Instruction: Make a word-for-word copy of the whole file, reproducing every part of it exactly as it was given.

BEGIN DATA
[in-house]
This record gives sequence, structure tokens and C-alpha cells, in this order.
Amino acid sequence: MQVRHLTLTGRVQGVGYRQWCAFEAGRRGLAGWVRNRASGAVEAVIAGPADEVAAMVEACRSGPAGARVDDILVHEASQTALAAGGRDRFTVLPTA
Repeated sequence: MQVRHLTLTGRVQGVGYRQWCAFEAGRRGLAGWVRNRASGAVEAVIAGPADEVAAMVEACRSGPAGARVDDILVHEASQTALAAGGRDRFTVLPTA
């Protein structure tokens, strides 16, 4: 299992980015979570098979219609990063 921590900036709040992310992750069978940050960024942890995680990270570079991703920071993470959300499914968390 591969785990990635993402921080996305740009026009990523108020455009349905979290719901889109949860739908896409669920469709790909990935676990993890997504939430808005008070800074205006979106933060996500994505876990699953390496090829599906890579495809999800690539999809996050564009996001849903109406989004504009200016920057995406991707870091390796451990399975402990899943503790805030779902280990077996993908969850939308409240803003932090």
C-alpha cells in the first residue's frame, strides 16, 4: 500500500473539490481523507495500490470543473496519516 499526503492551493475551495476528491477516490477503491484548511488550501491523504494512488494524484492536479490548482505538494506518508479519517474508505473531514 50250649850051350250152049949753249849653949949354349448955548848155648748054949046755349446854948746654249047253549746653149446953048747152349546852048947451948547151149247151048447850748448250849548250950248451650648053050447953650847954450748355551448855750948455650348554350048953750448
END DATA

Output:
[in-house]
This record gives sequence, structure tokens and C-alpha cells, in this order.
Amino acid sequence: MQVRHLTLTGRVQGVGYRQWCAFEAGRRGLAGWVRNRASGAVEAVIAGPADEVAAMVEACRSGPAGARVDDILVHEASQTALAAGGRDRFTVLPTA
Repeated sequence: MQVRHLTLTGRVQGVGYRQWCAFEAGRRGLAGWVRNRASGAVEAVIAGPADEVAAMVEACRSGPAGARVDDILVHEASQTALAAGGRDRFTVLPTA
């Protein structure tokens, strides 16, 4: 299992980015979570098979219609990063 921590900036709040992310992750069978940050960024942890995680990270570079991703920071993470959300499914968390 591969785990990635993402921080996305740009026009990523108020455009349905979290719901889109949860739908896409669920469709790909990935676990993890997504939430808005008070800074205006979106933060996500994505876990699953390496090829599906890579495809999800690539999809996050564009996001849903109406989004504009200016920057995406991707870091390796451990399975402990899943503790805030779902280990077996993908969850939308409240803003932090």
C-alpha cells in the first residue's frame, strides 16, 4: 500500500473539490481523507495500490470543473496519516 499526503492551493475551495476528491477516490477503491484548511488550501491523504494512488494524484492536479490548482505538494506518508479519517474508505473531514 50250649850051350250152049949753249849653949949354349448955548848155648748054949046755349446854948746654249047253549746653149446953048747152349546852048947451948547151149247151048447850748448250849548250950248451650648053050447953650847954450748355551448855750948455650348554350048953750448